Red Sox exercise '12 option on SS Scutaro


Red Sox exercise '12 option on SS Scutaro

Marco Scutaro got a nice birthday present today, as the Red Sox exercised his 2012 contract option, worth 6 million.

Scutaro hit a career-best .299 (118-for-395), the second-highest mark among American League shortstops with at least 400 plate appearances. He also set a career high with a .423 slugging percentage in 113 games.

Scutaro finished the season with 59 runs, 54 RBI, and seven home runs. He walked 38 times as well. While the Red Sox were in the midst of a historic September collapse, Scutaro had by far his best month of the season. In September, Scutaro hit a whopping .387 (36-93) with 28 runs, 21 RBI, 12 doubles, and two home runs. His on-base percentage was .438 and slugging percentage .581.

Statistically speaking, it was the best season for a Red Sox shortstop since Nomar Garciaparra in 2003.

In 263 games with the Red Sox since he signed with the club as a free agent on December 4, 2009, Scutaro has batted .284 (292-for-1,027) with 64 doubles, one triple, 18 home runs, 110 RBI, 151 runs and 91 walks.

Scutaro got to the majors late, breaking in with the Mets at age 26 in 2002 and spending two years there as a utility infielder. He was claimed off waivers by the A's after the 2003 season and spent four productive years in Oakland, bouncing around the infield and outfield and hitting around .260 each season.

He finally became a regular in 2008 after being traded to Toronto. He played 145 games at various positions in '08, but spent '09 as the Blue Jays' regular shortstop and hit .282 with 35 doubles, 12 homers and 60 RBI. He was rewarded at the end of that season with a free-agent contract from the Red Sox.

Exercising the option of Scutaro is the first major roster move made by new Red Sox GM Ben Cherington. Eight members of the 2011 Red Sox team have filed for free agency, so Cherington has many more decisions to make regarding the team make-up.

Rosenthal: 'Some' Sox players question Farrell's leadership, game management


Rosenthal: 'Some' Sox players question Farrell's leadership, game management

Fox Sports' Ken Rosenthal ignited a local firestorm when he made a seemingly off-hand comment a few days ago that he "wouldn't be surprised" if the Red Sox fired John Farrell this year. (He quickly added he also "wouldn't be surprised" if Farrell stayed on and led the team to the A.L. East title this year, but that got scant mention.)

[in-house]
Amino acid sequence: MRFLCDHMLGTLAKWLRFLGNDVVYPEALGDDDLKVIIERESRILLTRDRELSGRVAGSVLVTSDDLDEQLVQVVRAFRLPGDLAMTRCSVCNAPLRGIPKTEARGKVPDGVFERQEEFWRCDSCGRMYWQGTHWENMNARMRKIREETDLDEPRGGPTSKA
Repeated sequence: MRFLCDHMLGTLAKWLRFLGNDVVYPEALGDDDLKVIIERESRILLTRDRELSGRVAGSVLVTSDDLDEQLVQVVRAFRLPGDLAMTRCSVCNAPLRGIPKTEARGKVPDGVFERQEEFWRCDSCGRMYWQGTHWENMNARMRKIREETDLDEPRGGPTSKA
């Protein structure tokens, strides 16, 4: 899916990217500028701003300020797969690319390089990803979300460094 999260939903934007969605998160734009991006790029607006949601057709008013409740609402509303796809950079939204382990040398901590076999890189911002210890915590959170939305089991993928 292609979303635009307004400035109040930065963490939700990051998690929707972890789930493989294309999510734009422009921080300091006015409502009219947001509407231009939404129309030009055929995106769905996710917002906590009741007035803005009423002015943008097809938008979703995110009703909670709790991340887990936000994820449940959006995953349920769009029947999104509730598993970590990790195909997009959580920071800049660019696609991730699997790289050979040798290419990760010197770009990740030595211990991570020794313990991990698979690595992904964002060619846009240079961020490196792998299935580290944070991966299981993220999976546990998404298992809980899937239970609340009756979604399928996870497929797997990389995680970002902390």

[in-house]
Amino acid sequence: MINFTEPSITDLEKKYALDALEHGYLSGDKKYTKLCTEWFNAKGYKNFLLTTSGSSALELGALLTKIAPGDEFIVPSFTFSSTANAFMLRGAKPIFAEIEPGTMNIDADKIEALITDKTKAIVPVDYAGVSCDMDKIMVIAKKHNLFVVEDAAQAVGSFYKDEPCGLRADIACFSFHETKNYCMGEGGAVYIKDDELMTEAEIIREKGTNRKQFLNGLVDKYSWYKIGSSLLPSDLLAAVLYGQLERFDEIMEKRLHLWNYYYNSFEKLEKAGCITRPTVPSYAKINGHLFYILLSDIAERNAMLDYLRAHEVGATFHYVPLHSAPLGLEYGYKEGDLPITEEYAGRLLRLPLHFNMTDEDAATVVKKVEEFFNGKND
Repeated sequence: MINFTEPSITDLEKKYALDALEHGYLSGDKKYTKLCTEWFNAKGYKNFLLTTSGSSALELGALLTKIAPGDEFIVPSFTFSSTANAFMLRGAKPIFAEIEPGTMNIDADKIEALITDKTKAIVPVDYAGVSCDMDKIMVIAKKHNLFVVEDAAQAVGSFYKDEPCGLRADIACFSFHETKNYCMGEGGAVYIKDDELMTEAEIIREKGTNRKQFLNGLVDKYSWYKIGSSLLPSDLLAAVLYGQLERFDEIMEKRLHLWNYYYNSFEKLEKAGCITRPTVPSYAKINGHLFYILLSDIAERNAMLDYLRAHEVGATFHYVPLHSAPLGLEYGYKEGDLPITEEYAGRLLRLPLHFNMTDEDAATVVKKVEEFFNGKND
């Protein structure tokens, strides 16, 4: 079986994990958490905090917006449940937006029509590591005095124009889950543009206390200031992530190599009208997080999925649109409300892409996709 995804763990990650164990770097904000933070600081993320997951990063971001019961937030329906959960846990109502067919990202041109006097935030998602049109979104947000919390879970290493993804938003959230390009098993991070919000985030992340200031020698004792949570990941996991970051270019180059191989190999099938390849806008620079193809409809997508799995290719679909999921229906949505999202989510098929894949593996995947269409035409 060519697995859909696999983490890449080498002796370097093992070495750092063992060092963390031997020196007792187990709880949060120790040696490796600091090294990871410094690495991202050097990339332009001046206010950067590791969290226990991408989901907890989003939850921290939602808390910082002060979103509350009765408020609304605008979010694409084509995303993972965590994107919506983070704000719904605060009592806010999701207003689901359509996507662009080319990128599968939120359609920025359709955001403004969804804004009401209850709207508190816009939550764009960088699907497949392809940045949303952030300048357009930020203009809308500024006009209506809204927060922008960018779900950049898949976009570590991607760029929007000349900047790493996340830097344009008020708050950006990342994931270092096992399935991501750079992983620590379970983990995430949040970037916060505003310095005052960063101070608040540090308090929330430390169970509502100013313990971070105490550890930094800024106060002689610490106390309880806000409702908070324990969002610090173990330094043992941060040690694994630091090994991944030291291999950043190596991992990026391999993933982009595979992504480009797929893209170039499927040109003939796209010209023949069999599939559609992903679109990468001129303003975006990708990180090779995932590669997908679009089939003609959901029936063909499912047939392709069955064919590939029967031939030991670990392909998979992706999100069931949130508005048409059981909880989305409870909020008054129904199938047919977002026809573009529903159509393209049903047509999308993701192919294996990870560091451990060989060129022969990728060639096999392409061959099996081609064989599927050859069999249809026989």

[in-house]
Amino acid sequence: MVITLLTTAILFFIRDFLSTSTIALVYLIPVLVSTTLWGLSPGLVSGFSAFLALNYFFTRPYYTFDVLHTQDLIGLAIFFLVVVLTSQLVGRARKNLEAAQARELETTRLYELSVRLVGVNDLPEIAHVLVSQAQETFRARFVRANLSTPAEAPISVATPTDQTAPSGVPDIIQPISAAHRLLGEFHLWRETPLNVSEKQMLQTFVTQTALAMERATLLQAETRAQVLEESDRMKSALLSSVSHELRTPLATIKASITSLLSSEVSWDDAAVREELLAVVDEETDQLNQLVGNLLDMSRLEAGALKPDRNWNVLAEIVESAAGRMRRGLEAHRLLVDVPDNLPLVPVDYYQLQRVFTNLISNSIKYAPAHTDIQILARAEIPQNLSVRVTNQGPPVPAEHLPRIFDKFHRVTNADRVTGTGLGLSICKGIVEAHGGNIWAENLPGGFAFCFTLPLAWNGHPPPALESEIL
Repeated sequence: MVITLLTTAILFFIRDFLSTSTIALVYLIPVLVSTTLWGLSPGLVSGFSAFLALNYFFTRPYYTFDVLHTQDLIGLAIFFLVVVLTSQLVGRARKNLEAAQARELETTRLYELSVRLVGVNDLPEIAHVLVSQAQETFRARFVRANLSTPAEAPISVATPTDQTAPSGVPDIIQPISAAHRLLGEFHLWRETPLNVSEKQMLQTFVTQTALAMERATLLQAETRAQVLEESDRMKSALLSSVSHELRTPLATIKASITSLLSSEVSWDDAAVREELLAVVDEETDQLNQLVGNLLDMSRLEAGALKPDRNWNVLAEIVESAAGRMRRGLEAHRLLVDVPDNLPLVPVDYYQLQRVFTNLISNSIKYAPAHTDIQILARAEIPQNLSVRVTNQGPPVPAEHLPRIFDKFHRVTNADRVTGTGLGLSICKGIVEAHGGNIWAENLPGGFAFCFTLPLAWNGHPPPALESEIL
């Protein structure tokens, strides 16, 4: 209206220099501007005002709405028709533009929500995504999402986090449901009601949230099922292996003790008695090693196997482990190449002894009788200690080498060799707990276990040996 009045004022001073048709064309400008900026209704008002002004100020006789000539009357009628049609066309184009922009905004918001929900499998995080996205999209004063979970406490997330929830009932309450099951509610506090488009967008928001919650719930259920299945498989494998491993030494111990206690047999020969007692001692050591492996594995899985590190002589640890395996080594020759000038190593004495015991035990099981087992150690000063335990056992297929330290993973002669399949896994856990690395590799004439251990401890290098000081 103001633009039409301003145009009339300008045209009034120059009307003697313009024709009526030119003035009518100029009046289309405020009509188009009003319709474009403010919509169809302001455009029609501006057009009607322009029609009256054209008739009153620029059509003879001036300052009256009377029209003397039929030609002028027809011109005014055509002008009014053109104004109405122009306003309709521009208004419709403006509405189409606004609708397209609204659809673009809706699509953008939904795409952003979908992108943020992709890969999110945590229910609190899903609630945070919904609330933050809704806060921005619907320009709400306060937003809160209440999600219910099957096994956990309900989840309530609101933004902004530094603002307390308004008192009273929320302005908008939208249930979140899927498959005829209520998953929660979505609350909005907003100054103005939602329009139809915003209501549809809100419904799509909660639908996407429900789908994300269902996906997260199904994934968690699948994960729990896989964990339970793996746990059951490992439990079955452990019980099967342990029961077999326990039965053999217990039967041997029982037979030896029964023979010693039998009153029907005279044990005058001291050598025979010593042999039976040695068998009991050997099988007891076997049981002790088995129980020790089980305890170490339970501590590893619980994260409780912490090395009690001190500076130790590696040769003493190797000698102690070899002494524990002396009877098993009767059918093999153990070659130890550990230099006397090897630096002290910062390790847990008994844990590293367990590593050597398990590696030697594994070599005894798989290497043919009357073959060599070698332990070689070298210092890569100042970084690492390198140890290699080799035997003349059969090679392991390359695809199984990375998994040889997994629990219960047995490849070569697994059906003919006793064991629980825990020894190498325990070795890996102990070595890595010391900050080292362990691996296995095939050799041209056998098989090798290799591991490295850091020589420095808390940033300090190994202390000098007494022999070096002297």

Today, however, Rosenthal expounded on Farrell and the Sox in a lengthy column on While acknowledging the team's injuries and beyond-the-manager's-control inconsistencies (in the starting rotation and with the offense), he also ominously added, "The excuses for the Sox, though, go only so far — all teams deal with injuries, and not all of them boast $200 million payrolls. Other issues also have emerged under Farrell . . . "

Farrell, even when he won the 2013 World Series as a rookie manager, was not popular in all corners of the clubhouse. Some players, but not all, believe that he does not stand up for them strongly enough to the media when the team is struggling, sources say. Some also question Farrell’s game management, talk that exists in virtually every clubhouse, some more than others.

And then he mentioned two leadership problems:

The first occurred during the Red Sox’s prolonged dispute with the Orioles’ Manny Machado. Second baseman Dustin Pedroia, after Matt Barnes threw at Machado’s head, shouted across the field to Machado, 'it wasn’t me,' then told reporters that it was 'definitely a mishandled situation,' without mentioning Barnes or Farrell by name . . . 

The second incident occurred last Saturday, when Farrell engaged in a heated exchange with left-hander Drew Pomeranz in the dugout . . . [Pomeranz's] willingness to publicly challenge Farrell, in an exchange captured by television cameras, offered another indication that the manager and some of his players are not always on the same page.


Rosenthal's piece comes at a time when some of Farrell's harshest local critics are more or less giving him a pass, instead blaming Dave Dombrowski's flawed roster construction for the Sox' early season struggles , , , 

But there has been speculation hereabouts on whether or not Farrell has control of the clubhouse . . . 

Now that Rosenthal has weighed in, that sort of talk should increase.

In the end, Rosenthal makes no prediction on Farrell's future other than to conclude "If Dombrowski senses a change is necessary, he’ll make a change." 

But one prediction that can be made: The should-Farrell-be-fired? debate, which raged at unrealistic levels last year when the Red Sox won the division, isn't going to end anytime soon.